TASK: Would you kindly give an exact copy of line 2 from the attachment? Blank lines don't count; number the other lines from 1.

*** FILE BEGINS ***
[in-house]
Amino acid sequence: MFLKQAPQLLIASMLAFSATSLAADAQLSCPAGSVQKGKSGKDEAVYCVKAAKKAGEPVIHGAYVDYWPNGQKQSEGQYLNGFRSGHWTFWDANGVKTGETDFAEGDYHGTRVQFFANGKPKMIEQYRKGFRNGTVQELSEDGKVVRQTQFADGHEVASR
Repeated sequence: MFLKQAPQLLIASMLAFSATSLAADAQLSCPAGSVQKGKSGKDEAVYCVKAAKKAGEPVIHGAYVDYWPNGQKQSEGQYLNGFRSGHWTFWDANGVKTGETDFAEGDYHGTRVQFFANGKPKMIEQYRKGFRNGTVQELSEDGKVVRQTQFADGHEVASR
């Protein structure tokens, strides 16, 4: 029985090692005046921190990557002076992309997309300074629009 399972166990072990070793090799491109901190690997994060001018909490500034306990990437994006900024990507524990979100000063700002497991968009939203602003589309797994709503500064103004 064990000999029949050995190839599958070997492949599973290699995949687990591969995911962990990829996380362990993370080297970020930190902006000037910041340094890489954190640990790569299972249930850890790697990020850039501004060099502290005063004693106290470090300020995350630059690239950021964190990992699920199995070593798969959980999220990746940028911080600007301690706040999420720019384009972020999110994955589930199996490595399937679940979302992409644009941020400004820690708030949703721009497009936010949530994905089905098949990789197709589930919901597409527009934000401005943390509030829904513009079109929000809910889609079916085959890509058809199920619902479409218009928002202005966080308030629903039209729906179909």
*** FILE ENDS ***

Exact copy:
Amino acid sequence: MFLKQAPQLLIASMLAFSATSLAADAQLSCPAGSVQKGKSGKDEAVYCVKAAKKAGEPVIHGAYVDYWPNGQKQSEGQYLNGFRSGHWTFWDANGVKTGETDFAEGDYHGTRVQFFANGKPKMIEQYRKGFRNGTVQELSEDGKVVRQTQFADGHEVASR